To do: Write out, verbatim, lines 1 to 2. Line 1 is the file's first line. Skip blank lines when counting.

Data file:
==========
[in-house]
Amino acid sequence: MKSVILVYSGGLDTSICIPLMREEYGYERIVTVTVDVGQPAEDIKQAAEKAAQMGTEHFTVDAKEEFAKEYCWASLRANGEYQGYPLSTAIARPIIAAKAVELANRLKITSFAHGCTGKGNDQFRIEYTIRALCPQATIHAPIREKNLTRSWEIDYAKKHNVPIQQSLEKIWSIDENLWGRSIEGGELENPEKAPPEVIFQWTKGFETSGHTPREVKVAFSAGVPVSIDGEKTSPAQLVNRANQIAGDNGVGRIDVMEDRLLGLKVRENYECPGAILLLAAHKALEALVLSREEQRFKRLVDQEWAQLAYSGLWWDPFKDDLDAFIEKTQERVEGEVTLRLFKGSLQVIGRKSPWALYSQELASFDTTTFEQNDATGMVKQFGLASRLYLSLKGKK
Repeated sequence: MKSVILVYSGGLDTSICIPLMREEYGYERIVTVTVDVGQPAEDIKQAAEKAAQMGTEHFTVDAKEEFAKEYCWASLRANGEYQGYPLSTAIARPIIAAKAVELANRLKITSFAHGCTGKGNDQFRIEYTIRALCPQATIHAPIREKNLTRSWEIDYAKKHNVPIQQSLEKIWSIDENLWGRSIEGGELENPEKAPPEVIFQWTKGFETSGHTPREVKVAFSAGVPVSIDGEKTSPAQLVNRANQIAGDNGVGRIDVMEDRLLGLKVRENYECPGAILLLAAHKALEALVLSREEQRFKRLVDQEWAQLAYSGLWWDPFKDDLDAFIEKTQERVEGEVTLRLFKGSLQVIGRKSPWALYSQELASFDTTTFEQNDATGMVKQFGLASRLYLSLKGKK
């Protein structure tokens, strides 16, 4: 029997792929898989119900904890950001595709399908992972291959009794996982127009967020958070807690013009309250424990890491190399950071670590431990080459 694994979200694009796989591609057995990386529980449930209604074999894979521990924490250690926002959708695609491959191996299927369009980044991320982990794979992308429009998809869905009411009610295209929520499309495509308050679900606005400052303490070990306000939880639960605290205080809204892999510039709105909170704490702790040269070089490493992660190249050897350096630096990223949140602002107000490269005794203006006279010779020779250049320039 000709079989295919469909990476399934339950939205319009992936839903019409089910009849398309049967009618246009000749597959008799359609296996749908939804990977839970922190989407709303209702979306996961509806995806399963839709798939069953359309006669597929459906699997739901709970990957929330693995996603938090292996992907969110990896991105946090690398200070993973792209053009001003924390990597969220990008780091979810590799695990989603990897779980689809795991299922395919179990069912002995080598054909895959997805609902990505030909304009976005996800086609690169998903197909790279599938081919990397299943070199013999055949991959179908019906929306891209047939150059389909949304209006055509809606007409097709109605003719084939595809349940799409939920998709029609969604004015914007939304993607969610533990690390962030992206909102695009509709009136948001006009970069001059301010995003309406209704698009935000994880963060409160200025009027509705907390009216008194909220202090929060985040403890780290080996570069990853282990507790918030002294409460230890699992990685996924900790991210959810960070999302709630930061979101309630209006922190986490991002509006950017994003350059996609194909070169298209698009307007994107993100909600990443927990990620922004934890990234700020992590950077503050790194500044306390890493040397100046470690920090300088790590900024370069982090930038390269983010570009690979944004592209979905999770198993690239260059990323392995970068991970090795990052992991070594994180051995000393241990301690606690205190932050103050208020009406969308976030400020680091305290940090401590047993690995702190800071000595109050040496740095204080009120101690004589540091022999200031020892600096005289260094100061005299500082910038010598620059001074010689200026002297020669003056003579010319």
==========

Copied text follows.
[in-house]
Amino acid sequence: MKSVILVYSGGLDTSICIPLMREEYGYERIVTVTVDVGQPAEDIKQAAEKAAQMGTEHFTVDAKEEFAKEYCWASLRANGEYQGYPLSTAIARPIIAAKAVELANRLKITSFAHGCTGKGNDQFRIEYTIRALCPQATIHAPIREKNLTRSWEIDYAKKHNVPIQQSLEKIWSIDENLWGRSIEGGELENPEKAPPEVIFQWTKGFETSGHTPREVKVAFSAGVPVSIDGEKTSPAQLVNRANQIAGDNGVGRIDVMEDRLLGLKVRENYECPGAILLLAAHKALEALVLSREEQRFKRLVDQEWAQLAYSGLWWDPFKDDLDAFIEKTQERVEGEVTLRLFKGSLQVIGRKSPWALYSQELASFDTTTFEQNDATGMVKQFGLASRLYLSLKGKK